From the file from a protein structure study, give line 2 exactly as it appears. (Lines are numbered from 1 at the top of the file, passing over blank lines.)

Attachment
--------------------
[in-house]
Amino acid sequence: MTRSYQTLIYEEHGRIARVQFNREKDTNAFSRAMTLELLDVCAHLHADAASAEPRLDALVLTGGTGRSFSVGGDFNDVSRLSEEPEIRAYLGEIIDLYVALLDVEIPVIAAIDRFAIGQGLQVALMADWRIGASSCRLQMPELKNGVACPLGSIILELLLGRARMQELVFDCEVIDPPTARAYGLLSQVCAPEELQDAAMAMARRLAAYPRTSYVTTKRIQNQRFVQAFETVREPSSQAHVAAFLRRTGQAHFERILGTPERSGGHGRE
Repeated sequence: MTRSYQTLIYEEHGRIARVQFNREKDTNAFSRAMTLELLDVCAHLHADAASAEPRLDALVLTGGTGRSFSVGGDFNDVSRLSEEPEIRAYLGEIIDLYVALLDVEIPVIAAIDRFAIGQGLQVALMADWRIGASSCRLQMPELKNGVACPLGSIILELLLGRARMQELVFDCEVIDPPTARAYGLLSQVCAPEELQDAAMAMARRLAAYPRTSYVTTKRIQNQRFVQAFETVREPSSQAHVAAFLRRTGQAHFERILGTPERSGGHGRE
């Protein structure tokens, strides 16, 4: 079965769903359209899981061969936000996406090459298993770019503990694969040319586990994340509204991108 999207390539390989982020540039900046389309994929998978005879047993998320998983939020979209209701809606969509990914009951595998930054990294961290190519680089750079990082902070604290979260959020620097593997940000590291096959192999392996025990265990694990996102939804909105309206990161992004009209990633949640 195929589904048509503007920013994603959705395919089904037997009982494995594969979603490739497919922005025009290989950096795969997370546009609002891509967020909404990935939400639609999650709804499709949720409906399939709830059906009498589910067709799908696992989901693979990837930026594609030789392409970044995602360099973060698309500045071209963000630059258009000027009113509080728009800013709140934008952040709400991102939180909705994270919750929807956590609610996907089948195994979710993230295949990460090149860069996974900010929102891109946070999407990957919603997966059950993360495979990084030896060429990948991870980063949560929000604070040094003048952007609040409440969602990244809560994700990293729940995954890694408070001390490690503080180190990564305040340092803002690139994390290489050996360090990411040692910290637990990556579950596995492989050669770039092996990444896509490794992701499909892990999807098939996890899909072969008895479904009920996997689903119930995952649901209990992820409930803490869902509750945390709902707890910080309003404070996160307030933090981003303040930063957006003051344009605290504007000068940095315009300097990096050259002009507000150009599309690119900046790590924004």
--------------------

Amino acid sequence: MTRSYQTLIYEEHGRIARVQFNREKDTNAFSRAMTLELLDVCAHLHADAASAEPRLDALVLTGGTGRSFSVGGDFNDVSRLSEEPEIRAYLGEIIDLYVALLDVEIPVIAAIDRFAIGQGLQVALMADWRIGASSCRLQMPELKNGVACPLGSIILELLLGRARMQELVFDCEVIDPPTARAYGLLSQVCAPEELQDAAMAMARRLAAYPRTSYVTTKRIQNQRFVQAFETVREPSSQAHVAAFLRRTGQAHFERILGTPERSGGHGRE